So the stock data cutoff is confusing: up-to-date sales data, goods receipt data is half or 1 day late, sales returns are 2-3 days late.

We all know that gathering Warehouse Personnel at the meeting reminds this (so that data input is up to date) will not be completely successful.

What is your answer?

Is stock take or stocktake any use?


When giving the workshop the accuracy of stock and stock-taking, I often ask this question "Is the stock-taking which has been routinely done so far be of any use to improve the accuracy of warehouse stock data?" Usually, almost all workshop participants without thinking about it will answer that it is useless.

What if I give you the same question?

Actually the answer to this question will be closely related to the state of the warehouse stock data accuracy before and after the stock-taking, if the accuracy of this year's stock data is better than the accuracy of the stock data from a year ago then the stock data accuracy will make sense, but if the data accuracy stock is 'running in place' and it can be said that there is no progress from year to year, so it can be said that the stock-record is actually useless for the accuracy of warehouse stock data.


If a stock-record is no longer useful to improve the accuracy of warehouse stock data and until now it is still routinely carried out, it may still be useful for the Accounting Department.

If you ask the Accounting Department, "Is stockopname any use?" surely they will say it's worth it because they need the end of month stock data to be multiplied by the cost of goods to get the inventory value figure.

Stockopname usually requires a lot of time and resources, you can easily calculate how much it costs each time to take stock-taking.

Is it worth the cost incurred just to provide end-of-month stock data to the Accounting Department?

My next question is "if you only need month-end stock data, why not take data from computer software?"

I will discuss this question in the next article, we will first return to the use of stock-record for the Warehouse Department.


From the perspective of the Warehouse or Logistics Department, my question should be rethought: "Is the stock-taking that has been routinely done so far be of use to improve the accuracy of warehouse stock data?"

The Warehouse Department could not say there was any point but the results spoke differently.

If the stock-record is useless to increase the accuracy of the warehouse stock, it should be done again or the method is changed.


PPIC is like a circus performer


In order to fix the Manufacturing Company's warehouse, we often deal with the PPIC Department.

As we know, the main responsibilities of PPIC are: Lowering Production Orders, which includes: determining the production schedule and calculating raw material requirements.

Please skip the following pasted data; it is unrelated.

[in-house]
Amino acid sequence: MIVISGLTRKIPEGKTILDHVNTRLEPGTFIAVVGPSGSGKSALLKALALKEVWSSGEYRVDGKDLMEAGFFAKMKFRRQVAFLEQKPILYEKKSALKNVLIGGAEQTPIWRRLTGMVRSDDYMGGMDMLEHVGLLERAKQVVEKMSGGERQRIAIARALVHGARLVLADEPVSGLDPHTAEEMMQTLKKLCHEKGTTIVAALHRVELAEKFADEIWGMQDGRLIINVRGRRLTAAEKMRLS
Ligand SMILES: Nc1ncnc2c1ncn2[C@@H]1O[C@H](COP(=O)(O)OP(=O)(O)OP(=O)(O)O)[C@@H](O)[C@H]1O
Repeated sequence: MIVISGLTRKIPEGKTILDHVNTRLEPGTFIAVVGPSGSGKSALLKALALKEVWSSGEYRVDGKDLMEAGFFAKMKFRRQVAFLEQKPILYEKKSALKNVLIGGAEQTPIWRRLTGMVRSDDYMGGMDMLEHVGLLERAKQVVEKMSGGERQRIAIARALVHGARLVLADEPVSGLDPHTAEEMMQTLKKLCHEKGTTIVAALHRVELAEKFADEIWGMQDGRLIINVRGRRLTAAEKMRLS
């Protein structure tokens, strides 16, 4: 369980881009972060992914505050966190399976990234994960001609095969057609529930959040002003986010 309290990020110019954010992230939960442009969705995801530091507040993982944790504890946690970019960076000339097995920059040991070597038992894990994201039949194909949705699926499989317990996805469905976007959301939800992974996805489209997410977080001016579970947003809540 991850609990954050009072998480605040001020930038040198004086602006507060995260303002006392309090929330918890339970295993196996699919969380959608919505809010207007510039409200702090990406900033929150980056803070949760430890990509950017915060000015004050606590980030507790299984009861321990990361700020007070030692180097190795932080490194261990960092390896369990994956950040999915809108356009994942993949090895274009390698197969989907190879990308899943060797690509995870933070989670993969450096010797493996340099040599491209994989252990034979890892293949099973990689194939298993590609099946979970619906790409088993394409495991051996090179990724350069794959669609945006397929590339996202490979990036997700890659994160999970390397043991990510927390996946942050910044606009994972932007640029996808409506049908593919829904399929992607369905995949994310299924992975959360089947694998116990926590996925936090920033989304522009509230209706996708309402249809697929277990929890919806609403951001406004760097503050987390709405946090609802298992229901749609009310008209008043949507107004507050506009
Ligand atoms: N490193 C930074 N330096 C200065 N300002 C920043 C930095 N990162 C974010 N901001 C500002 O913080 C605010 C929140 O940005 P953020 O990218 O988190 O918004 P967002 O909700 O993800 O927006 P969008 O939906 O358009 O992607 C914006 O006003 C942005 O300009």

In the PPIC room I often find a wide white board, which writes the production plan, how much is outstanding, the realization, etc.

When PPIC wants to submit the Production Order / MO / SPK they first check the stock of raw materials on their computer, after OK, they print out the production order, give it to the Production Department.

Then the Production Dept. asked for raw materials to the warehouse, when the warehouse turned out to be raw material stock was not there / was lacking!

PPIC immediately received information, and had to change the Production Plan, the pending Production Order, find the next priority, check the raw stock stock, print out the production order.

But the case of stock irregularities in the raw material warehouse can happen again.

PPIC is often shocked and tries to use replacement BOM, or has to change the priority of impromptu production, this is what I mean like circus performers, they often have to turn upside down.

In many manufacturing companies, the realization of production is often driven not by priority but by the availability of raw materials in the warehouse.

From the sentence above, we can conclude further: delivery to customers is very dependent on the accuracy of warehouse stock data.

In many Manufacturing Companies, if I visit to talk to the PPIC Manager, it's often very difficult, maybe they are turning upside down?

Wrong Cashier?


The true story, one day I shop monthly at the supermarket, I buy 10  toothpaste, 3 big and 7 small ones.

The cashier took 1 large toothpaste, scanned it, then typed in the number 10.

I received a receipt for 10 large toothpaste, even though the item I received was 3 large toothpaste 7 small toothpaste.

Due to this the supermarket stock is not accurate.


In this case what was wrong?

Most of us say the cashier is wrong, software is as good as it is if the people are not careful still.

Do you agree with this?


We continue this story, if we replace the wrong cashier with new personnel who we think are more careful, will the same error still occur?

What do you say? Not happening or still happening or definitely happening?

In my opinion, whoever the person is the cashier, the same mistake will happen.


Many companies consider the wrong warehouse personnel, look for a more thorough replacement, but the results are more or less the same.

In my opinion, the one who is wrong in this case is not the cashier, the shipping error in your warehouse is not the checker but the system error.